To some, they will remember the late Phil Henderson dunking over Georgetown's Alonzo Mourning in a 1989 NCAA Regional final in East Rutherford, N.J.
Or his part in helping Duke to the 1990 NCAA championship game.
To the people of Crete-Monee, University Park and the south suburbs, Henderson was just another local guy.
And a good one, too.
Life is too short.
Henderson, 44, died Sunday in the Philippines, where he was running the Filipino Basketball Academy outside of Manila.
Despite his fame, Henderson never forgot his roots and his boyhood friends. He recently ran a training academy in Tinley Park, and when Crete-Monee went through the summer of 2011 without a coach, Henderson worked with the kids -- kids just like he was when he was playing for the Warriors.
"Phil had an interest in what was going on in the community," lifelong friend and University Park Park District program supervisor Greg Murray said. "He would do anything for the kids."
His training academy taught basketball, but also life skills. Henderson was the example of using basketball to get an education. He played for Mike Krzyzewski at Duke in one of the most prestigious programs in the country. It is also a top academic university.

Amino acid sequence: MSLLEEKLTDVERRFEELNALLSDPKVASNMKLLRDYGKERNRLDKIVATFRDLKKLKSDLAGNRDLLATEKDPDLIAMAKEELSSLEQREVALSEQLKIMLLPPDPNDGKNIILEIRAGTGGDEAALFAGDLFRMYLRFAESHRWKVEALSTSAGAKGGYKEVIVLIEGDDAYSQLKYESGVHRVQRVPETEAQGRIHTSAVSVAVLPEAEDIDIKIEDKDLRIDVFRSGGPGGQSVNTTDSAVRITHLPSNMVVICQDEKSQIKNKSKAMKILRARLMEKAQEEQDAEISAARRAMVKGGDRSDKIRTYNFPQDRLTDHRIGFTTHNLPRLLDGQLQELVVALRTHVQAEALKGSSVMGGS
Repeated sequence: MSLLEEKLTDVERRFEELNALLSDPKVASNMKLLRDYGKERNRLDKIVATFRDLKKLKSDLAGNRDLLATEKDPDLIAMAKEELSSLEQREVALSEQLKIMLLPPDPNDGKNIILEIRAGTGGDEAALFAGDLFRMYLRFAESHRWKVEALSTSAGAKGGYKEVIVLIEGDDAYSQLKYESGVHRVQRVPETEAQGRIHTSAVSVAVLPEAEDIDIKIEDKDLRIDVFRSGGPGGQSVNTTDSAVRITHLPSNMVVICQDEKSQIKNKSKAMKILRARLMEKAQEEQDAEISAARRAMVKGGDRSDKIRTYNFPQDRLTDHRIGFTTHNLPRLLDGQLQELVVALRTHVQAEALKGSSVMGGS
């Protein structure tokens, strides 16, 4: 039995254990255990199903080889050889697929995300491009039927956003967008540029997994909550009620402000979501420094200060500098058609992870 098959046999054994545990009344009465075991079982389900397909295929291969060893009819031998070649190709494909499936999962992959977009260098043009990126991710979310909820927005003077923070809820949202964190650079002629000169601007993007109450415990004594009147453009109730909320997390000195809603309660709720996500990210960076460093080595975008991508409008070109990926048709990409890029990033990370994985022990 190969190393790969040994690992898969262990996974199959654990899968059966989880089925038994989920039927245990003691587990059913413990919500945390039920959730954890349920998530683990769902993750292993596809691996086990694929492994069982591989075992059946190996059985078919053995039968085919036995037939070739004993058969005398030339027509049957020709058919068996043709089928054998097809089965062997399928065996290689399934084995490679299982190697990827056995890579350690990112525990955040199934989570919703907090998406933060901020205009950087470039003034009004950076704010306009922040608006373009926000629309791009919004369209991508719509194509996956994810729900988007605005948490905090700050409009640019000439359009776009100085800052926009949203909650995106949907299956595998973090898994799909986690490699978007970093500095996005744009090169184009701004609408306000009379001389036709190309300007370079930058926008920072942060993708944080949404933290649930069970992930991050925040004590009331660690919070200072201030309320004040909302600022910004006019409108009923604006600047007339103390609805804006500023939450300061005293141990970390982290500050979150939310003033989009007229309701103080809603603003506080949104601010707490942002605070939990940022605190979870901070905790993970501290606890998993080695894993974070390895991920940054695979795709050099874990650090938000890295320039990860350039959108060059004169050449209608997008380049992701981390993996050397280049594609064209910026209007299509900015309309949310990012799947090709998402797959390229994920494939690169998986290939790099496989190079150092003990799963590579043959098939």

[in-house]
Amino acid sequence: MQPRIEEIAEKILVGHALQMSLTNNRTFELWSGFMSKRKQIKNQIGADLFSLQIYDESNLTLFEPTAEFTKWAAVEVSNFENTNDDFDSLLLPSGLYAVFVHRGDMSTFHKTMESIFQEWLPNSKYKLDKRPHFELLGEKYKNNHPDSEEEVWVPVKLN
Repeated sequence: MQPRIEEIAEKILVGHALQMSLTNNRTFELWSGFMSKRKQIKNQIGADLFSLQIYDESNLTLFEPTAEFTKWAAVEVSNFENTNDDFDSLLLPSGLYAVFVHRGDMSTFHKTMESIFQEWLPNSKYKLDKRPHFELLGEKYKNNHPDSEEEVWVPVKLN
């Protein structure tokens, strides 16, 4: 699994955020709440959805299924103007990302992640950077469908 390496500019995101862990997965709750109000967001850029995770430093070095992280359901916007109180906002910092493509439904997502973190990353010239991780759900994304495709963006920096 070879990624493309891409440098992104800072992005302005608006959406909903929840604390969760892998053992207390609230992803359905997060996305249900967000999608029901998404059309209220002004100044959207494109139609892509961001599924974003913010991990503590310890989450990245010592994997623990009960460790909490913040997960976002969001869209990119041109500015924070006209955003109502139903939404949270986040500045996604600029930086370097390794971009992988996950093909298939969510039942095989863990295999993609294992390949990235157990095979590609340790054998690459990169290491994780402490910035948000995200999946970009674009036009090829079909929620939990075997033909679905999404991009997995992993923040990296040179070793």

I remember talking with Phil and Murray one day, and Henderson was not concerned with himself, but with Crete-Monee kids. I think if he could have, he would have built a multi-million dollar training facility complete with a brand new football complex. As long as it was for the kids.
Phil made you feel at home and just loved to talk, but not about himself. He would only do so if it could be used to help the Crete-Monee program or a youth program.
In an era where people are stuck on themselves and flash their credentials, Phil Henderson was a breath of fresh air. Phil just liked to talk and always seemed to be more concerned with how you were doing than himself.
He will be missed. I am sure the kids in the Filipino Basketball Academy will miss him. His children will miss him. He was one of those guys who made others feel better by just talking with them. He carried himself like a winner.
He left us way too soon. Who knows how much more of a contribution he would have made or how many more kids he would have influenced.
We will never know, but we do know what Henderson left us. For kids who play at Crete-Monee High School, he is a role model.
He is also a reminder that life is too short.
This column is solely the writer's opinion. Reach him at email@example.com.